ROY CAMPBELL, JR. (trumpeter, flugelhorn player, pocket trumpeter, flutist; composer, arranger, bandleader, educator, writer, and actor) was born in Los Angeles in 1952 and grew up in New York. His musical journey began as a child with piano lessons, initially inspired by his father, whose trumpet was the first one he used. By the time he entered high school, young Roy was playing flute, recorder, and violin, and he began studying trumpet as a high~school senior.
As a young fan, Roy met Lee Morgan at the Bronxwood Inn in the late '6O's, and in 1971 Roy began participating in Jazzmobile workshops, working with jazz masters Kenny Dorham, Howard McGhee, and Lee Morgan, as well as with Howard McGhee and Joe Newman in Jazz Interactions workshops. Later, as a trumpet major at Manhattan Community College, his professors were Leonard Goines and Dick Vance, and Roy studied music theory, arranging, and composition with Yusef Lateef, graduating in 1975 with an Associate's Degree in music.
By 1972, Roy was leading his own band, Spectrum; he had just turned 2O. He was also in great demand as a side man and studio musician. During the time from 1974 to 1976, Roy co-led with Radha Reyes Botofasina a band called the Spirits of Rhythm, which included, at various times: Omar Hakim, Rodney Jones, Kenny Kirkland, J.T. Lewis, Zane Massey, Cecil McBee, Jr., Andy McCloud, Marcus Miller, Charles Neville (of the Neville Brothers), Ricardo Strobert, Rudy Walker, Kenny Washington, and Bobby Watson.
In 1978, Roy met master bassist William Parker, who recommended him to Jemeel Moondoc, who in turnl invited Roy to join Ensemble Muntu, an association that led to many dates and tours abroad. Roy's travels and worldwide exposure allowed him to develop an international following in Europe, Japan, the Caribbean Islands, and the USA. He lived in the Netherlands from 199O to 1992, working as a freelance musician and lecturer and holding conservatory workshops. He was the leader of the Thelonius New World Orchestra in Rotterdam for two years; he played with the bands of Ruud Bergamin, Klaas Hekman, and Dennis Winter; he led a Thursday-night jam session in Rotterdam; and he also played as a side man in numerous ensembles. In this period, the Eindhoven and Groningen Festivals commissioned Roy to compose music for brass ensembles.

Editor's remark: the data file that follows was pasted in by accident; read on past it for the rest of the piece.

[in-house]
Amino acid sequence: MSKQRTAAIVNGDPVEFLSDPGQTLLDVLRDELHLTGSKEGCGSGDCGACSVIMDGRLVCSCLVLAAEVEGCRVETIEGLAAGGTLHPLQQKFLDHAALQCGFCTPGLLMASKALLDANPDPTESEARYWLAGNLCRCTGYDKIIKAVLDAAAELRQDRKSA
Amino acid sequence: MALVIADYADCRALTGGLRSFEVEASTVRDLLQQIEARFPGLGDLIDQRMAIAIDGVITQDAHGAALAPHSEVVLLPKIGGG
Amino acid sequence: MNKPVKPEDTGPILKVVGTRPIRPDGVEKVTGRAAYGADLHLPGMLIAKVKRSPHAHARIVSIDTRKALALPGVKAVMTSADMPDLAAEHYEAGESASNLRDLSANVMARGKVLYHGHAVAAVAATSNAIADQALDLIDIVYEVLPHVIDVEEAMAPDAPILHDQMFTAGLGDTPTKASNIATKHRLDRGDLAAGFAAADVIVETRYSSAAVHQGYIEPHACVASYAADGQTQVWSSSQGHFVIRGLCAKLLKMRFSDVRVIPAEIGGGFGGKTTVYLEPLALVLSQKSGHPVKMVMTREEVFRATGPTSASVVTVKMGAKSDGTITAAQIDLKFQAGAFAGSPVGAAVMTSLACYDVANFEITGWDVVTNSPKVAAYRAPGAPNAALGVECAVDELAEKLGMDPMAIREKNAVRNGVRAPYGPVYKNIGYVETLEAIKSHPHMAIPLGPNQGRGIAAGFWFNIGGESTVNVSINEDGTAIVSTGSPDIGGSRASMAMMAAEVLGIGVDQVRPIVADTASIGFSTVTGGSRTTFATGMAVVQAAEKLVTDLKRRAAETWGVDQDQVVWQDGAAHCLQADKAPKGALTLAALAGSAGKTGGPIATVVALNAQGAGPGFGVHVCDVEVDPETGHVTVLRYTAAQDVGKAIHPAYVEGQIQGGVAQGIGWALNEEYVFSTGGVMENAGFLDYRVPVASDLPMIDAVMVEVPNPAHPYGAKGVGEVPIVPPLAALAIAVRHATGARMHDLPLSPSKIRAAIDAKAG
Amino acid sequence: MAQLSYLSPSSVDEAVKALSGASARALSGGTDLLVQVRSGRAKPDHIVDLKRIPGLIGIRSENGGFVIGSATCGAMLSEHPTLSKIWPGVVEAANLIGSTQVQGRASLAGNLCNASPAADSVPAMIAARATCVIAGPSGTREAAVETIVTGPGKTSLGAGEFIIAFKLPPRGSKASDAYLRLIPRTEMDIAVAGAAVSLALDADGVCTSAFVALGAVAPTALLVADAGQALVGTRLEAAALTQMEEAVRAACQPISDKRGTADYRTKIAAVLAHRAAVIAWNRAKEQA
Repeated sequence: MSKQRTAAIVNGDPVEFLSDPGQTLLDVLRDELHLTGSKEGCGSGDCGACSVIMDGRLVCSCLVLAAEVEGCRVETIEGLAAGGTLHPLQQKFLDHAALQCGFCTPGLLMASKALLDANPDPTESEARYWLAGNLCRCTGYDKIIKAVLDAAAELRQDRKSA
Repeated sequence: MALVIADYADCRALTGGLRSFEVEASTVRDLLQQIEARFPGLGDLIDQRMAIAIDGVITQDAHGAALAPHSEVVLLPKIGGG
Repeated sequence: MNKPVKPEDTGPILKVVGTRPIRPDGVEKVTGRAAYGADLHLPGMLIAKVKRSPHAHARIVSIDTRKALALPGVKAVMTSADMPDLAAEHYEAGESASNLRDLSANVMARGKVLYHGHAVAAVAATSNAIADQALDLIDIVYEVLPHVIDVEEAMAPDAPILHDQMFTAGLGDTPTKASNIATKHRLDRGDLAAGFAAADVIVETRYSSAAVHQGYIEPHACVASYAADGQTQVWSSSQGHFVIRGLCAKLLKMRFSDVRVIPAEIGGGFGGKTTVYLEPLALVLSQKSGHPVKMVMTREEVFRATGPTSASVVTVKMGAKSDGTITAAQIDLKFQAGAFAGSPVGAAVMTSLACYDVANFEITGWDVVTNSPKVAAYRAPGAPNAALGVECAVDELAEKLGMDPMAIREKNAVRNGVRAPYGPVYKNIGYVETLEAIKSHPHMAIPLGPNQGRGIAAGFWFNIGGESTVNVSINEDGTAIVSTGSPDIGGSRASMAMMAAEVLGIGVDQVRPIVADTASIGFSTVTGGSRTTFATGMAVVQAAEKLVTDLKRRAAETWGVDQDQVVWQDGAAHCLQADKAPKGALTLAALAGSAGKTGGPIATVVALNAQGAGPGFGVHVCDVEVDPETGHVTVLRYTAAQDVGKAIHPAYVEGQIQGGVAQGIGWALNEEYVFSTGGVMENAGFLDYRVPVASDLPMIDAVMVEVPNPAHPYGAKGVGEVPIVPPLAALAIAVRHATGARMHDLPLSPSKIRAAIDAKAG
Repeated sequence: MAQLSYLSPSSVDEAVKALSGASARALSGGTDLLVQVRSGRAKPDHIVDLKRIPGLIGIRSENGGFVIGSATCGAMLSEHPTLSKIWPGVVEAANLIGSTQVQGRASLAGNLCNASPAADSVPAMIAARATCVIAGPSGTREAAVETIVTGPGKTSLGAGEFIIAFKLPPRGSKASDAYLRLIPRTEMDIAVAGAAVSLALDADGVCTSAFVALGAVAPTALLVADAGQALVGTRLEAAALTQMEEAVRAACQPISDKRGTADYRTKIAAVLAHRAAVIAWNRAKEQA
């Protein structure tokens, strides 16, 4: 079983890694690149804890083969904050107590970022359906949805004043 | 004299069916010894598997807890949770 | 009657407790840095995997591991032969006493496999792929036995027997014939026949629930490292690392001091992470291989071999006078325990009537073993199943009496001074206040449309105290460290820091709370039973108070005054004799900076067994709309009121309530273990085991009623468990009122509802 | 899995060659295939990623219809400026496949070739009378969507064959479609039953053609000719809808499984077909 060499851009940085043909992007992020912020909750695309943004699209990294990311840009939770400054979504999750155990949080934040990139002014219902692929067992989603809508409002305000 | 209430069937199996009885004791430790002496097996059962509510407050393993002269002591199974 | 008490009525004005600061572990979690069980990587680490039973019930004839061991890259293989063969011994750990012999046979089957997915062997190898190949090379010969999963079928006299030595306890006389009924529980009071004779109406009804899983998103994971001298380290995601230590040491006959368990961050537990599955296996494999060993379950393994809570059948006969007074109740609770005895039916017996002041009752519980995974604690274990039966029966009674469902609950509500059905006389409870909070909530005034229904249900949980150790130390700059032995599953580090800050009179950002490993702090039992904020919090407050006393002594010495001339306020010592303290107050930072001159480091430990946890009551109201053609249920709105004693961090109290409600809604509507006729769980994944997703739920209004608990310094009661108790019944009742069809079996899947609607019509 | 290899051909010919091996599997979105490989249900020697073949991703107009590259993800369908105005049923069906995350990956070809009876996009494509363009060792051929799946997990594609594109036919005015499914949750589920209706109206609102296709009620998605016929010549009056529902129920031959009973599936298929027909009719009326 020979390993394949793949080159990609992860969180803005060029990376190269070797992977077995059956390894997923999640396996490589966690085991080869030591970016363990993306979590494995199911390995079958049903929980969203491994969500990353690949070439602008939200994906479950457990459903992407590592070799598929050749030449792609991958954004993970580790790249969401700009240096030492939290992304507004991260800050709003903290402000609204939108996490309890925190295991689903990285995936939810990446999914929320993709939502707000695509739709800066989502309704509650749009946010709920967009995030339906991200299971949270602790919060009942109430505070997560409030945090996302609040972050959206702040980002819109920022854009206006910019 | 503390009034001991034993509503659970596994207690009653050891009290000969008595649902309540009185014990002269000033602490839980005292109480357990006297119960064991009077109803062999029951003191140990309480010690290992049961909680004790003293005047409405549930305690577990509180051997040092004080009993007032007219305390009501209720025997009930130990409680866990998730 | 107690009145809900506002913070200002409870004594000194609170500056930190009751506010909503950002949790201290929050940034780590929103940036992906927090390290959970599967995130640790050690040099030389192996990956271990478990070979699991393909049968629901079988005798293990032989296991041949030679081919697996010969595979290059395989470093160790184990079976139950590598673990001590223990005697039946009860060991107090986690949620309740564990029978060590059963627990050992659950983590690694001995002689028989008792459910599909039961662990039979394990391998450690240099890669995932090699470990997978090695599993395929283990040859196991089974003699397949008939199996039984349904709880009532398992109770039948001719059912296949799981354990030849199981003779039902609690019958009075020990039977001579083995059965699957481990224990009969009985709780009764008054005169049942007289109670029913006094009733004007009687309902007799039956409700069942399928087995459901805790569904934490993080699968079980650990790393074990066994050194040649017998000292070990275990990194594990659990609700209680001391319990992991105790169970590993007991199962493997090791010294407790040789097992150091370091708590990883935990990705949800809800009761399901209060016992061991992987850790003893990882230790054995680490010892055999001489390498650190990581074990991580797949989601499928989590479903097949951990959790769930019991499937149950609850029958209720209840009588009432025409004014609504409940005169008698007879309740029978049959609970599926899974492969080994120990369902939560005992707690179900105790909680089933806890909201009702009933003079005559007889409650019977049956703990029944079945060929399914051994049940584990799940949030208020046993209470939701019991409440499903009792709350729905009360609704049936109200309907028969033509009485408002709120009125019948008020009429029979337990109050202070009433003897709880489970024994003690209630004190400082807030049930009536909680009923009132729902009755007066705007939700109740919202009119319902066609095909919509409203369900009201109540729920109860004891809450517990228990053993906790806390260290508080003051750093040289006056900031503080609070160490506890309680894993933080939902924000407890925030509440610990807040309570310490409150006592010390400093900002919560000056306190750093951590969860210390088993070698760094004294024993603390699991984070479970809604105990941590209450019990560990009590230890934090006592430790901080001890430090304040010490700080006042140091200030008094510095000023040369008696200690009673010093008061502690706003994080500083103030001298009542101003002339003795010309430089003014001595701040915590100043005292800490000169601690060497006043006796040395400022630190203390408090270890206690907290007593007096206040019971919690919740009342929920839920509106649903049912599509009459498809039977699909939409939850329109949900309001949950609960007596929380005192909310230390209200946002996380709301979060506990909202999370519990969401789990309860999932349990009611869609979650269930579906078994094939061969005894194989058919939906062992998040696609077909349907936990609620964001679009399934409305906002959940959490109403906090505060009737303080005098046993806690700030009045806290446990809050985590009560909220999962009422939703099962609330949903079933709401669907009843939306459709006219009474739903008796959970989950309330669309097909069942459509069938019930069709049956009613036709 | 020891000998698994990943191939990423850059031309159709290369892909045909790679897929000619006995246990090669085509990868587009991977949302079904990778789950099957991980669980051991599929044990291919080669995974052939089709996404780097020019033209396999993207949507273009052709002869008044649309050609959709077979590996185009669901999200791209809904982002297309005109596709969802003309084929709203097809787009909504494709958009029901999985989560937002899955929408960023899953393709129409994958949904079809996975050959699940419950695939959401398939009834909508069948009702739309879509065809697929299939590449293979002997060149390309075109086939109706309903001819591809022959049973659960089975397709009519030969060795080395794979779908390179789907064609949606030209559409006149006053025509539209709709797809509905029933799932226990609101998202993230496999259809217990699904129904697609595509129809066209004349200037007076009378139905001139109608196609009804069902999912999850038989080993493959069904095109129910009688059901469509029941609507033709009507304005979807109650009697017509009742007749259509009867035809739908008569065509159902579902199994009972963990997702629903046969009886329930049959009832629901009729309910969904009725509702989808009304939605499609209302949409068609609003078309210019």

Yet there was a part of his creative spirit that polished musicianship alone could not satisfy. Back in the States, Roy expanded into writing and arranging music for himself and others, scoring documentaries, and composing and arranging for off~Broadway productions. He scored the documentaries "The Selling of Harlem" and "Survival in New York," his compositions and arrangements were featured in the off- Broadway productions "Ludwig" and "Parole by Death," and "Hughes' Dream Harlem," a Black Star Entertainment special about Langston Hughes directed by Jamal Joseph, features Roy Campbell, Jr.'s recorded music. Roy's television credits include appearances on ABC, CBS, NBC, PBS, UPN, and cable networks, participating in interviews, new programs, and profiles. He appears in Zakariah Sherzad's Vision Festival documentary "What's All That About?" as well as several other concert films; his composition "Malcolm, Martin, and Mandela" was played during a WBAI "Democracy Now" broadcast on Malcolm X's birthday, 'O3; and Amadou Diallo's mother played Roy's "Amadou" from "Ethnic Stew and Brew" on the air during an interview in California.